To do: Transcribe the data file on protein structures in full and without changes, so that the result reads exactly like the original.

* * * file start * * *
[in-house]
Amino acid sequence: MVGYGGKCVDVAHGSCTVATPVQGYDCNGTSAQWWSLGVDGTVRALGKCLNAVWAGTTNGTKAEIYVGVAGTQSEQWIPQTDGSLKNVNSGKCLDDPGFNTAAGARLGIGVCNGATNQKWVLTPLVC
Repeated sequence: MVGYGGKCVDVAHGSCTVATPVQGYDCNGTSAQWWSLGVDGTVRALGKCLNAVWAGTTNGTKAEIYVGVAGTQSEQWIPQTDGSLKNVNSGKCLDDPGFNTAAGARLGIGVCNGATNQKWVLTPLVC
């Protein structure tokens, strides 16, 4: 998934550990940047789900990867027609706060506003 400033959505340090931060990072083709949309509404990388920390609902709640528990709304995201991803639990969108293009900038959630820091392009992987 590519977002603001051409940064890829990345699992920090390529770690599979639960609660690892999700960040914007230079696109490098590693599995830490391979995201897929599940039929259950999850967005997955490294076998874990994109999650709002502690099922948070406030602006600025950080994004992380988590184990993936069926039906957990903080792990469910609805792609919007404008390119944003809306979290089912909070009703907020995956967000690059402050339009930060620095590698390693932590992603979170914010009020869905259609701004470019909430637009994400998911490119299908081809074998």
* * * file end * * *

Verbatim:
[in-house]
Amino acid sequence: MVGYGGKCVDVAHGSCTVATPVQGYDCNGTSAQWWSLGVDGTVRALGKCLNAVWAGTTNGTKAEIYVGVAGTQSEQWIPQTDGSLKNVNSGKCLDDPGFNTAAGARLGIGVCNGATNQKWVLTPLVC
Repeated sequence: MVGYGGKCVDVAHGSCTVATPVQGYDCNGTSAQWWSLGVDGTVRALGKCLNAVWAGTTNGTKAEIYVGVAGTQSEQWIPQTDGSLKNVNSGKCLDDPGFNTAAGARLGIGVCNGATNQKWVLTPLVC
């Protein structure tokens, strides 16, 4: 998934550990940047789900990867027609706060506003 400033959505340090931060990072083709949309509404990388920390609902709640528990709304995201991803639990969108293009900038959630820091392009992987 590519977002603001051409940064890829990345699992920090390529770690599979639960609660690892999700960040914007230079696109490098590693599995830490391979995201897929599940039929259950999850967005997955490294076998874990994109999650709002502690099922948070406030602006600025950080994004992380988590184990993936069926039906957990903080792990469910609805792609919007404008390119944003809306979290089912909070009703907020995956967000690059402050339009930060620095590698390693932590992603979170914010009020869905259609701004470019909430637009994400998911490119299908081809074998």